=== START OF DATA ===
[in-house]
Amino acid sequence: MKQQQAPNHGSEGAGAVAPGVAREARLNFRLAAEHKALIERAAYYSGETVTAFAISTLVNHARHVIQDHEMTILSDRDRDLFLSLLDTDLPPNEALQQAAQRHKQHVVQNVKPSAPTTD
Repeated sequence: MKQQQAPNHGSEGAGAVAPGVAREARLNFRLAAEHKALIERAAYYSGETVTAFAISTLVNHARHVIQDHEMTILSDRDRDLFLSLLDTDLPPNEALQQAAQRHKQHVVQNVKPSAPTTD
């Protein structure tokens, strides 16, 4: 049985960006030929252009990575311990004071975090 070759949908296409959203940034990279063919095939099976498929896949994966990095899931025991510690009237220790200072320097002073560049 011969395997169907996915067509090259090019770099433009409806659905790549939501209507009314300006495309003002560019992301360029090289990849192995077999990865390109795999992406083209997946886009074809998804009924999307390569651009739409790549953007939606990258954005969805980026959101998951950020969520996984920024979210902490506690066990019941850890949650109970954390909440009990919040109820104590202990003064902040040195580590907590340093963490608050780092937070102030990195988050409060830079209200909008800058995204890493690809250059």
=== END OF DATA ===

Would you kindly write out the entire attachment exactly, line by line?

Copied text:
[in-house]
Amino acid sequence: MKQQQAPNHGSEGAGAVAPGVAREARLNFRLAAEHKALIERAAYYSGETVTAFAISTLVNHARHVIQDHEMTILSDRDRDLFLSLLDTDLPPNEALQQAAQRHKQHVVQNVKPSAPTTD
Repeated sequence: MKQQQAPNHGSEGAGAVAPGVAREARLNFRLAAEHKALIERAAYYSGETVTAFAISTLVNHARHVIQDHEMTILSDRDRDLFLSLLDTDLPPNEALQQAAQRHKQHVVQNVKPSAPTTD
């Protein structure tokens, strides 16, 4: 049985960006030929252009990575311990004071975090 070759949908296409959203940034990279063919095939099976498929896949994966990095899931025991510690009237220790200072320097002073560049 011969395997169907996915067509090259090019770099433009409806659905790549939501209507009314300006495309003002560019992301360029090289990849192995077999990865390109795999992406083209997946886009074809998804009924999307390569651009739409790549953007939606990258954005969805980026959101998951950020969520996984920024979210902490506690066990019941850890949650109970954390909440009990919040109820104590202990003064902040040195580590907590340093963490608050780092937070102030990195988050409060830079209200909008800058995204890493690809250059």